Despite being designed as a pared-down version of the 800, some estimates believe the 400 outsold the 800 by a ratio of 2:1.
The Atari 8-bit computer line is estimated to have sold over 2 million units during its main production run from 1979 to 1985.
Atari benefited from a lack of real competition in the home computer market until the release of the Commodore 64 in 1982. The series also experienced a rebirth in the early 1990s, as former Soviet bloc nations opened their markets to the West.
Atari Corporation officially dropped support for the 8-bit line in 1992.
What Is the History of the Commodore 64?
Released in 1982, the Commodore 64(C64) manufactured by Commodore International would go on to become the highest-selling single computer model of all time, with estimates at somewhere from 10-17 million units sold.
Released in only one format, the C64 came with the full 64 KB of RAM, far larger than the standard model of many of its competitors. Built with a closed architecture, the C64 came with just one external ROM cartridge port, unlike many of its competitors.
Unlike its competitors, the Commodore 64 offered a number of external ports built into its motherboard that was designed for a number of common peripherals. These peripherals would have normally taken up a ROM cartridge in order to work.
How Commodore was Different from Atari
Where Commodore really differentiated itself was in its aggressive marketing of the C64.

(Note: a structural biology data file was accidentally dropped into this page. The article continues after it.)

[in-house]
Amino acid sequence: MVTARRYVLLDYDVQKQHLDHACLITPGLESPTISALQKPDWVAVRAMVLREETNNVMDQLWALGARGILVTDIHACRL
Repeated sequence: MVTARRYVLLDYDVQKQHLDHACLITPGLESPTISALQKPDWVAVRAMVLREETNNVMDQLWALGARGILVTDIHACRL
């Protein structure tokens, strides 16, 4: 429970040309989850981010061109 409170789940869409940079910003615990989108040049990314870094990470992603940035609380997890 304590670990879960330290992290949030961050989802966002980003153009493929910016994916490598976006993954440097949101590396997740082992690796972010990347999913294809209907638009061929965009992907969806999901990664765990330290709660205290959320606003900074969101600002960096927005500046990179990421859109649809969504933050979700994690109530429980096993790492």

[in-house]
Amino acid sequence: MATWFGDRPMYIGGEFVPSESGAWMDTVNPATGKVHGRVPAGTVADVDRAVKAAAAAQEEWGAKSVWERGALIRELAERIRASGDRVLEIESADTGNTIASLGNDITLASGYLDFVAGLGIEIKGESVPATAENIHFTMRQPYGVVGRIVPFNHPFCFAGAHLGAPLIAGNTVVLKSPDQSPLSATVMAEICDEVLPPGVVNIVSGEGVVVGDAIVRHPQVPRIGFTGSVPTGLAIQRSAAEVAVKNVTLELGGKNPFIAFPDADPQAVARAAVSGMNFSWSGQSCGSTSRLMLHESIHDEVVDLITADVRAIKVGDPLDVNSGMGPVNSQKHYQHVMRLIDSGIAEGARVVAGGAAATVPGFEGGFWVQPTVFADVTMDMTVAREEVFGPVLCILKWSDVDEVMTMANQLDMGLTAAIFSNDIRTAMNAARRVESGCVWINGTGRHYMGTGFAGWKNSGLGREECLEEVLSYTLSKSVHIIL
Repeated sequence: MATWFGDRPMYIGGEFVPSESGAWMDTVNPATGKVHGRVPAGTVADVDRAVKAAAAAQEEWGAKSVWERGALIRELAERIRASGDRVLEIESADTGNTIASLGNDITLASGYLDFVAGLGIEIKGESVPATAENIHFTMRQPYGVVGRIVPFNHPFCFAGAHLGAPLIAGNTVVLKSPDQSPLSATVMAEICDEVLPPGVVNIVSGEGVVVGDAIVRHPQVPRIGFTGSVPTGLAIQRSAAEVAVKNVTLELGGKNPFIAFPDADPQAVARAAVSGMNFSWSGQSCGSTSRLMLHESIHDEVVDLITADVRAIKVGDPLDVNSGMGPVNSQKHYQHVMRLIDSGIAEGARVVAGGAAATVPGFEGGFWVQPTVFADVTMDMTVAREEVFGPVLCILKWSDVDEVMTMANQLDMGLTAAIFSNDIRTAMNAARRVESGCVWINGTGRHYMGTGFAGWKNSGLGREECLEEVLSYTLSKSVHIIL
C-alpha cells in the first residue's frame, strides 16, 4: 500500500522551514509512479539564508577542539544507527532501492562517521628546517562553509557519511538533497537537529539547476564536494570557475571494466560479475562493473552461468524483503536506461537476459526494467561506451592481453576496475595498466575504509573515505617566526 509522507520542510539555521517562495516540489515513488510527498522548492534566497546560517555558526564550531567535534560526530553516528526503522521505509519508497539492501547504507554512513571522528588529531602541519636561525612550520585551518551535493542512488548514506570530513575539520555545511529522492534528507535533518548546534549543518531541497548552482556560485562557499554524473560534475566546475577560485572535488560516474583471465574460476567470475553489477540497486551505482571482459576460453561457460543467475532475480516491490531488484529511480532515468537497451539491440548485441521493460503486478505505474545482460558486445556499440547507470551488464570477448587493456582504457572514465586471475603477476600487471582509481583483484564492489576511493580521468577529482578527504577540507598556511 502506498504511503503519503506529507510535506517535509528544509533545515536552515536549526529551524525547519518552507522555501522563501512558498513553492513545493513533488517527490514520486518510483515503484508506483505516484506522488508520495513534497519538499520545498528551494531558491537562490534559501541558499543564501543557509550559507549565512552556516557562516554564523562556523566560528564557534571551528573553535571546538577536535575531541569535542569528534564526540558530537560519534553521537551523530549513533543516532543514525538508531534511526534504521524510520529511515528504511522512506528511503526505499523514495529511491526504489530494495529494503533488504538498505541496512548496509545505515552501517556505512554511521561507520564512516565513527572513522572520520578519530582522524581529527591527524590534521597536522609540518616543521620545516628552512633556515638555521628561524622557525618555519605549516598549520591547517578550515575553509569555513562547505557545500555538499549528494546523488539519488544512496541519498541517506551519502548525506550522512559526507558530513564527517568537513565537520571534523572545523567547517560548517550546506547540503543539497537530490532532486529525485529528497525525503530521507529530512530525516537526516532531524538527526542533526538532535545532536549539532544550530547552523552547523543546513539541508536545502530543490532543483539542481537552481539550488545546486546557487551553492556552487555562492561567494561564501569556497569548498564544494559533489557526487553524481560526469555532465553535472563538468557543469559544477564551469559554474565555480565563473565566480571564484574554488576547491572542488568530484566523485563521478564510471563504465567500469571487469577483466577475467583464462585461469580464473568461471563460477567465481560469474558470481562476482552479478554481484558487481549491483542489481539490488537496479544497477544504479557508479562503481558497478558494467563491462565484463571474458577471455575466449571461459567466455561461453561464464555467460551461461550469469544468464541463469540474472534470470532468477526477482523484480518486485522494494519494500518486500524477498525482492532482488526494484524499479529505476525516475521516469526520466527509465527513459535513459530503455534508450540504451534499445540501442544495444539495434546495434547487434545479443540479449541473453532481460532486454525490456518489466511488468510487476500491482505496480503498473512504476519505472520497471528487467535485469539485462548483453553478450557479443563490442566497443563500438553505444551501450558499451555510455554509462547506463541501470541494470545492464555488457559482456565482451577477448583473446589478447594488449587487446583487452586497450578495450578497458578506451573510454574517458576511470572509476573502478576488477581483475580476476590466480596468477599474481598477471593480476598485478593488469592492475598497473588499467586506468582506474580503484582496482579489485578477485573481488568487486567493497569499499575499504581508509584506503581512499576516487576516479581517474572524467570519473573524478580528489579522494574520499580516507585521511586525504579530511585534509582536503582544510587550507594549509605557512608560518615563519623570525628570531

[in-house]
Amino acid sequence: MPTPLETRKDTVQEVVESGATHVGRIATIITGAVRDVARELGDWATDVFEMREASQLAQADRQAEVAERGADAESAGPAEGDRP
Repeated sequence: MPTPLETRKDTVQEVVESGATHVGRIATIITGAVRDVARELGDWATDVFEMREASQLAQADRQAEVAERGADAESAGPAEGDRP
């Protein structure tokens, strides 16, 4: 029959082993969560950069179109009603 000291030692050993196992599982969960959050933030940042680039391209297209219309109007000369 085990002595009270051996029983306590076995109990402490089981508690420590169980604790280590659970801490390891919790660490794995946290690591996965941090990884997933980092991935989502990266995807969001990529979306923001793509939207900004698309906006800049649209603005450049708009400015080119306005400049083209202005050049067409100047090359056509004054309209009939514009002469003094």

Initially released at $595, a reasonable price for the number of capabilities it was providing. As sales got off to a slow start after the initial release, however, Commodore dropped the price down to $300.
In addition to the steep price drop, Commodore began selling the C64 not just in computer and electronic speciality shops, but also in:
- Department stores
- College bookstores
- Toy stores
Commodore also updated the way in which home computers were sold, arranging for stores to locate the product in the electronics section, something that hadn’t really been done to that point. This placed it directly next to contemporary video game consoles, whose technology was far inferior to that of the C64.
Adding to its accessibility, the C64 could be plugged into just about any television set through its built-in RF modulator.
Commodore wasn’t done with its aggressive tactics, however. In January 1983, Commodore began a rebate program that would give any customer buying a C64 a $100 rebate if they traded in another video game console at purchase.
The Results of Commodores Business Tactics